philanthropy

Amy Lewis

Guest Blogger: Amy Lewis is currently completing her Bachelor of Communications-Public Relations Degree at Mount Royal University with an anticipated graduation Summer 2010.  Amy has diverse range communication experience.  Including marketing, media relations and, event planning. For her first internship Amy held the position of marketing coordinator for WorldSkills Calgary 2009.  Amy enjoys exploring the variety of options that Public Relations presents.

I guess it would be rude of me to tell you all bout my 2010 resolutions without a brief introduction. I am the current intern here at Dexterity Consulting and am finishing my degree in public relations at Mount Royal University. Originally from PEI, my education, curiosity and sense of adventure have allowed me to live and play in various locations. I am a beach bum at heart, with a keen thirst for traveling who is anxiously awaiting for the next big gust of wind to blow to my next destination.

It is generally understood that private foundations can give money to any project as long as that project is for charitable purposes.  As this is fairly general the opportunities abound.  Limitations arise when you start seeing yourself solely as a grant-maker.  The focus of this post is on reassessing your assets as a private foundation.

Recently there has been much discussion in the blogging and print world about Kiva.  I am not going to weigh in on this debate because it just speaks back to my earlier blogs about questions to ask before making a donation.

Just a quick post to say congratulations to this years National Philanthropy Day honourees.  The message that I got out of today's luncheon and the presentation is one of hope.  As we are climbing (slowly) out of turbulent economic times it was amazing and very HOPEFUL to hear about ways that people were stepping up to the plate and supporting our communities.

On Dec. 8, 2008 I posted the following blog on being $5, $10 and $20 to death around holiday giving.  This year it looks like there is a change in the air - perhaps it is the economy, perhaps it is that people are starting to re-evaluate what their needs v.

Today was an exciting day - I had my first blog-radio interview!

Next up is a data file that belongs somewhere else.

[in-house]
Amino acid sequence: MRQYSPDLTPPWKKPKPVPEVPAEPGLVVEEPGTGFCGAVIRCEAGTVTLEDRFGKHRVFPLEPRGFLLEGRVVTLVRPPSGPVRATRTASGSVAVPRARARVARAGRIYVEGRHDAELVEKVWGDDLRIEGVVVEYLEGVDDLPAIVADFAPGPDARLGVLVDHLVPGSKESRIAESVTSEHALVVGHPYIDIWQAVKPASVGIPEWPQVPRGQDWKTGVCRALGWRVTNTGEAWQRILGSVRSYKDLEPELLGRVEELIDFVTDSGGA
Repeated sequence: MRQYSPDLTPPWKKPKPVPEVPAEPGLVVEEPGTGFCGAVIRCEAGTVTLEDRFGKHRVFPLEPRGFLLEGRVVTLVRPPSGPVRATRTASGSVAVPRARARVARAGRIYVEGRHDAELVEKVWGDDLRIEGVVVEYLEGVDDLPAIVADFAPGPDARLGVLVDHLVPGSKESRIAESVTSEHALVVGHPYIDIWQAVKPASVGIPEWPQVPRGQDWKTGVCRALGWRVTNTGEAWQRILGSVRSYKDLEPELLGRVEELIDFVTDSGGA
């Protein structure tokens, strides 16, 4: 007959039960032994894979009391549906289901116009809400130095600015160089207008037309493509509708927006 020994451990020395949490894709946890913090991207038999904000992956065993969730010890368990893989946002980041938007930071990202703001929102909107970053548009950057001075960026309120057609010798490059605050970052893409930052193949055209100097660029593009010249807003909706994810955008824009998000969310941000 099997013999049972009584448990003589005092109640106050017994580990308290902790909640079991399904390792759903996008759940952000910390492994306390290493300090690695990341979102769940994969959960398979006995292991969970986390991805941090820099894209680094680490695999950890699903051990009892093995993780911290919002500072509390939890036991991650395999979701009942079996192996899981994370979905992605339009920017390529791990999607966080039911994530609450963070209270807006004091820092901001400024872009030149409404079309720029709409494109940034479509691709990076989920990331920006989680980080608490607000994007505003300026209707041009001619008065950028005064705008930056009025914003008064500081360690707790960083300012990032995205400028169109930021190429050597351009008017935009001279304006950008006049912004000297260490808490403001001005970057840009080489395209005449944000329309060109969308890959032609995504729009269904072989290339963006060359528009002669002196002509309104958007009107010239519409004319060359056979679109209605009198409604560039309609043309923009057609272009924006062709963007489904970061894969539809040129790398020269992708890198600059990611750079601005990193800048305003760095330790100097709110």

Happy International Day of Peace!  It's fitting that I am writing about anonymous giving in this blog post, as we recognize peace today.  The power that giving can have on global systems is huge.  I believe that the effects of integrating community investing in overall social constructs plays a big part in how groups within society interact and manage their relationships. 

I gave a presentation this morning to a group of wealth managers at a large investment firm in Calgary.  It was a fairly informal conversation around what my services are and things were chugging along until I was asked, "What organizations are on your top list?" 

In a recent blog post, Charity Navigator highlights the Top 10 Best Practises of Savvy Donors.  This post is directed at the American donor, but the basic premise can be applie

I have been thinking a lot about the word "Philanthropy" lately.  Not because linguistics fascinates me, but because more and more frequently I am hearing from people how they are not "philanthropists".  This is usually in the context of the dollar value of which they donate, not their nature or charitable tendencies.

The word philanthropy comes from the Greek philanthropos, the love of mankind - Phil = Loving and Anthropos = Mankind.  Our use of the word philanthropy as it pertains to charitable donations was not brought into the common English lexicon until 1730.  At that point it time it was not associated with any value beyond someone who donated to charity.  In fact, it wasn't until major family foundations like Kellogg, Carnegie and Ford came along that the word took on the "large-dollar" value connotations.